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How to Know If You’re a Victim of Parental Alienation

As if child custody cases in Texas aren’t complicated enough, parental alienation adds another layer of complexity that can go as far as to influence the final custody verdict.

Under Texas family law, the court, which always acts in the best interest of the child, will generally agree that both parents should be equally involved in their child’s life. But because parents are naturally protective of their children, it is not uncommon for them to go toe-to-toe with each other and seek sole custody of the kids.

Sometimes, parents are motivated to do this because they sincerely believe having custody is what is best for the child. Other times, parents will fight each other out of spite over the separation, or fear that their ex-spouse will cut them out of the child’s life forever.

This is where parental alienation often occurs, something that often requires the assistance of a competent Austin family law attorney.

What is Parental Alienation in Texas?

Parental alienation refers to the practice of manipulating a child to have a negative view and relationship with the other parent. By vilifying and demeaning a parent in front of a child, it can cause him or her to share those feelings and strain the relationship between the other parent and the child.

Sometimes, the parent does this unintentionally, not meaning to expose their child to all that negativity. Other times, however, the parent will do this in an attempt to bring the child over to their side, often under the notion that this will help in the child custody case.

What are the Signs of Parental Alienation?

If your Texas divorce contentious, so much so that that it has resulted in a bitter child custody battle, do not discount the possibility of parental alienation happening to you. Here are some signs that your ex-spouse is alienating you from your child.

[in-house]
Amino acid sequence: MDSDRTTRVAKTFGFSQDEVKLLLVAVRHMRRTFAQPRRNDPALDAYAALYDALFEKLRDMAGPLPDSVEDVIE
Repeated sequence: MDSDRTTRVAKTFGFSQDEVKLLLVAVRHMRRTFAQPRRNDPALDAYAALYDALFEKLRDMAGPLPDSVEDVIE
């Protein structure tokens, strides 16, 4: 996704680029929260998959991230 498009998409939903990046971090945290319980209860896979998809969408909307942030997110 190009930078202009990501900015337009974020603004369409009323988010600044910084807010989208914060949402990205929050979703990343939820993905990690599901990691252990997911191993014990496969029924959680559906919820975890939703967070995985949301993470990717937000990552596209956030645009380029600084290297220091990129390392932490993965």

• Your child suddenly acts and talks in a disrespectful manner, especially when around the other parent;
  • Your child suddenly stops communicating with you in the middle of the divorce proceedings;
  • Your child refuses to spend any time with you;
  • Your child destroys gifts, mail, or other items you gave them;
  • Your child refuses to hear anything bad/negative about the other parent;
  • Your child is also disrespectful to your extended family.

If you suspect that you are a victim of parent alienation in the middle of a child custody case, talk to Austin family law attorney Daniella Lyttle to take the appropriate action.

How to Fight Parental Alienation

Interestingly enough, when the court recognizes one parent’s attempts to alienate the other, it may see this as harmful to the child’s well-being and award custody to the maligned parent. Of course, there are cases when the court fails to recognize that parent alienation is happening, allowing the alienating parent to get away with his or her smear campaign.

This is where an Austin family law attorney comes in, helping you fight back by taking these measures:

  • Call in mental health experts to assess the psychological condition of your child and your relationship with him or here;
  • Seek custody modification to move the child to a neutral environment;
  • Seek custody arrangements that let you stay in contact with your child despite his or refusal to see you;
  • Request the court to order therapeutic intervention;
  • Seek the appointment of a family or parental coordinator.

If you think your ex-spouse is alienating you from your child, talk to the legal team of the Lyttle Law Firm to discuss your options. Get in touch with family law attorney Daniella Lyttle by calling our offices at (512) 215-5225 or by using our contact form.

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